On June 16, 2021, the U.S. Department of Education’s Office for Civil Rights (“OCR”) issued a Notice of Interpretation titled “The Department’s Enforcement of Title IX of the Education Amendments of 1972 with Respect to Discrimination Based on Sexual Orientation and Gender Identity in Light of Bostock v. Clayton County.”  As anticipated, OCR makes clear through the Notice that it interprets Title IX of the Education Amendments of 1972 (“Title IX”) to encompass protection against discrimination based on sexual orientation and gender identity.

OCR explains in the Notice that it bases its interpretation of Title IX on Bostock v. Clayton County, 140 S. Ct. 1731, 590 U.S. ___ (2020), the June 2020 case in which the U.S. Supreme Court determined that Title VII of the Civil Rights Act of 1964, which protects against sex discrimination in employment, encompasses a protection against discrimination based on gender identity and sexual orientation.  In Bostock, the Court reviewed several lower court cases in which individuals faced adverse employment actions based on their gender identity or sexual orientation. The Court held that treating an individual differently because the individual is transgender or gay is discrimination because of the person’s sex, an action prohibited by Title VII.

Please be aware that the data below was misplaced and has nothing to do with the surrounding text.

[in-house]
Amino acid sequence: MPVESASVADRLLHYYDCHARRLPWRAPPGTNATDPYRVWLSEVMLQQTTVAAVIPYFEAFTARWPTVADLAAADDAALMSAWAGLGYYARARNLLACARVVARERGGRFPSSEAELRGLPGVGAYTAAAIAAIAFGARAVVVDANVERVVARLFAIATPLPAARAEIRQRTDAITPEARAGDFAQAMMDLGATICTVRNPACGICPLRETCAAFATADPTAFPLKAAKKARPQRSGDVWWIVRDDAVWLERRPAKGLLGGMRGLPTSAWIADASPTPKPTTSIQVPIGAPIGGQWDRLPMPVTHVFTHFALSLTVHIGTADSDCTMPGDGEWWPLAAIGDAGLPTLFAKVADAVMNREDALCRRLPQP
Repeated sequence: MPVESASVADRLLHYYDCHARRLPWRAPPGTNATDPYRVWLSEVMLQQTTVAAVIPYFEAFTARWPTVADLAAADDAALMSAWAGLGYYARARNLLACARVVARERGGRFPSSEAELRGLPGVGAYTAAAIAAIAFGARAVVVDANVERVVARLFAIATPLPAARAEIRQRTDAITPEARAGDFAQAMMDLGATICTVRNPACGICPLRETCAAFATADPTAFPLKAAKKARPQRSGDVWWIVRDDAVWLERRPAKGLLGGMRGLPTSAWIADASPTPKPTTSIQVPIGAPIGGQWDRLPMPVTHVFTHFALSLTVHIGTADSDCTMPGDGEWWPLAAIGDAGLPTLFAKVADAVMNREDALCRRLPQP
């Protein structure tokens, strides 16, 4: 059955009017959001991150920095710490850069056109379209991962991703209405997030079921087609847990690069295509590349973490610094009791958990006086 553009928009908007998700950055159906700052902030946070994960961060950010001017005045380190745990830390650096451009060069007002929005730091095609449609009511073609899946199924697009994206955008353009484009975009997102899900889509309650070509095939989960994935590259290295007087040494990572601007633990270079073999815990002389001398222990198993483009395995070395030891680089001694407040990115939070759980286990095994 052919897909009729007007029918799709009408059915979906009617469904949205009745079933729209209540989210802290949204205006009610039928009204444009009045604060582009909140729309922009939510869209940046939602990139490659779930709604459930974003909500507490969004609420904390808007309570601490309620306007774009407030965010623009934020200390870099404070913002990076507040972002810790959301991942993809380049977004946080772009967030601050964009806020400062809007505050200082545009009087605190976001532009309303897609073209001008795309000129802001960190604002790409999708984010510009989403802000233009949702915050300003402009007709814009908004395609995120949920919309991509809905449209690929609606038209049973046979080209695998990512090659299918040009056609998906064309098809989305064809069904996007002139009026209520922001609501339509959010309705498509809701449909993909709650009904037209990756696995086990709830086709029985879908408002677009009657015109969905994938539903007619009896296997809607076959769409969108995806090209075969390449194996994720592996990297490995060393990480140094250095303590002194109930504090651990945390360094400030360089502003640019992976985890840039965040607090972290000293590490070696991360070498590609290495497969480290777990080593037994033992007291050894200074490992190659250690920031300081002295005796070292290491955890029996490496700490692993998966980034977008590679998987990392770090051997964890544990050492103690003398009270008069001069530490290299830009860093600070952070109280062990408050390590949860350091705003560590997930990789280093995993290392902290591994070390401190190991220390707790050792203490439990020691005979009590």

In the Notice, OCR describes the similarities between the language of Title IX and the language of Title VII in defending its interpretation that Title IX applies to discrimination on the basis of sexual orientation and gender identity.  OCR further identifies that numerous lower courts have used the holding in Bostock to interpret Title IX in this manner.

Ultimately, the Notice alerts federally funded education institutions that OCR will use its enforcement jurisdiction under Title IX to investigate allegations of discrimination against individuals based on sexual orientation and gender identity.  Public schools, colleges and universities should be prepared to implement their grievance processes under Title IX when they receive allegations of sexual harassment relating to an individual’s sexual orientation or gender identity, and should review their policies and grievance processes and procedures concerning Title IX to ensure compliance with OCR’s interpretation of the law.  For questions about this Notice or the federal Title IX regulations, please contact any member of our School Law Group.